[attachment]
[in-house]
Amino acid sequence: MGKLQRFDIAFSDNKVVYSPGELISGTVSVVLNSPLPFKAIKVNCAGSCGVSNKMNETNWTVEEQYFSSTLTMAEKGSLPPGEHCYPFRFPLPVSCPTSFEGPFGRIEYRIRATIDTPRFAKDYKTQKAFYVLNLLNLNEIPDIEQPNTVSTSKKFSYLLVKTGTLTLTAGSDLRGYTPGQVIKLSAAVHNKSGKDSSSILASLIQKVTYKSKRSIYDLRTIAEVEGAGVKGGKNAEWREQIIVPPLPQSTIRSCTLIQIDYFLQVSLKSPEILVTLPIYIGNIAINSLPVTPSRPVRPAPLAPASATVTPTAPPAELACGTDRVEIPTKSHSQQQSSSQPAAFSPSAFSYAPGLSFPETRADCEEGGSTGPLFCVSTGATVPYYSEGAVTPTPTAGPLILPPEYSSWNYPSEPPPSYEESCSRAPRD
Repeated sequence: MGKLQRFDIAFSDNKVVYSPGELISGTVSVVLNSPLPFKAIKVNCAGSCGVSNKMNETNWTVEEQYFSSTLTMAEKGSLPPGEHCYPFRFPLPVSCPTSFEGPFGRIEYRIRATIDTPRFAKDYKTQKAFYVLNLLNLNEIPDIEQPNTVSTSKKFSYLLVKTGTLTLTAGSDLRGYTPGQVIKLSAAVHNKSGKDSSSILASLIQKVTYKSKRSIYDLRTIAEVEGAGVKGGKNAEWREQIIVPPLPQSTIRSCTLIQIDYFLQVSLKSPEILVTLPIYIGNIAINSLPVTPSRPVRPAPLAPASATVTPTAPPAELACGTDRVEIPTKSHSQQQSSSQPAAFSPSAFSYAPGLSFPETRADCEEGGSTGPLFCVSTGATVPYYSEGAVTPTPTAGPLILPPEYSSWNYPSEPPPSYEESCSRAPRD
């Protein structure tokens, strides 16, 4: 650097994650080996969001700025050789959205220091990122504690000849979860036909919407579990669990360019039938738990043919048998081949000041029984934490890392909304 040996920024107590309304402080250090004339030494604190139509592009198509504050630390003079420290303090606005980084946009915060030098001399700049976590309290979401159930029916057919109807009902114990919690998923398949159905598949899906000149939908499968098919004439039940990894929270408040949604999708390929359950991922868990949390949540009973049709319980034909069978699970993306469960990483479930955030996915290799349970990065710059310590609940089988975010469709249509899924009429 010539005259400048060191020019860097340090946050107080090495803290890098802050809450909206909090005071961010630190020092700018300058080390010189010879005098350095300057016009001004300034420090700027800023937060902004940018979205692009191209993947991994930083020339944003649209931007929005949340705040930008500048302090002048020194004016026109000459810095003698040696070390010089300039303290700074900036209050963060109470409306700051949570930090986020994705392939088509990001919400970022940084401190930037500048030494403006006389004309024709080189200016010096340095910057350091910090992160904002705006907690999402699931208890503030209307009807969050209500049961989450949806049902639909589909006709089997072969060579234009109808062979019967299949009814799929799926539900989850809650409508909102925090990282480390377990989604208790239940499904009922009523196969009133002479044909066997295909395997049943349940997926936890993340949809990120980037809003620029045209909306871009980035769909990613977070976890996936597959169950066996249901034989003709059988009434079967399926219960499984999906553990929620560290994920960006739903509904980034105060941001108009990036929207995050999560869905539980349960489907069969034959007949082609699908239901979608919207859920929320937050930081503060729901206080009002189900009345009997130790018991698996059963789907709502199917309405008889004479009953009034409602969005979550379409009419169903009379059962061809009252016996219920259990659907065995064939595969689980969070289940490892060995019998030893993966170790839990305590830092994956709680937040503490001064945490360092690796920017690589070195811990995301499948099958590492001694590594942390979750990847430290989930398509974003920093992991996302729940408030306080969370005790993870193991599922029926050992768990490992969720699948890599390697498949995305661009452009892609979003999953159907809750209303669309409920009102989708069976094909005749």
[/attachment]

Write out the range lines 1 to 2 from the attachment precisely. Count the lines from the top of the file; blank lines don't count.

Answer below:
[in-house]
Amino acid sequence: MGKLQRFDIAFSDNKVVYSPGELISGTVSVVLNSPLPFKAIKVNCAGSCGVSNKMNETNWTVEEQYFSSTLTMAEKGSLPPGEHCYPFRFPLPVSCPTSFEGPFGRIEYRIRATIDTPRFAKDYKTQKAFYVLNLLNLNEIPDIEQPNTVSTSKKFSYLLVKTGTLTLTAGSDLRGYTPGQVIKLSAAVHNKSGKDSSSILASLIQKVTYKSKRSIYDLRTIAEVEGAGVKGGKNAEWREQIIVPPLPQSTIRSCTLIQIDYFLQVSLKSPEILVTLPIYIGNIAINSLPVTPSRPVRPAPLAPASATVTPTAPPAELACGTDRVEIPTKSHSQQQSSSQPAAFSPSAFSYAPGLSFPETRADCEEGGSTGPLFCVSTGATVPYYSEGAVTPTPTAGPLILPPEYSSWNYPSEPPPSYEESCSRAPRD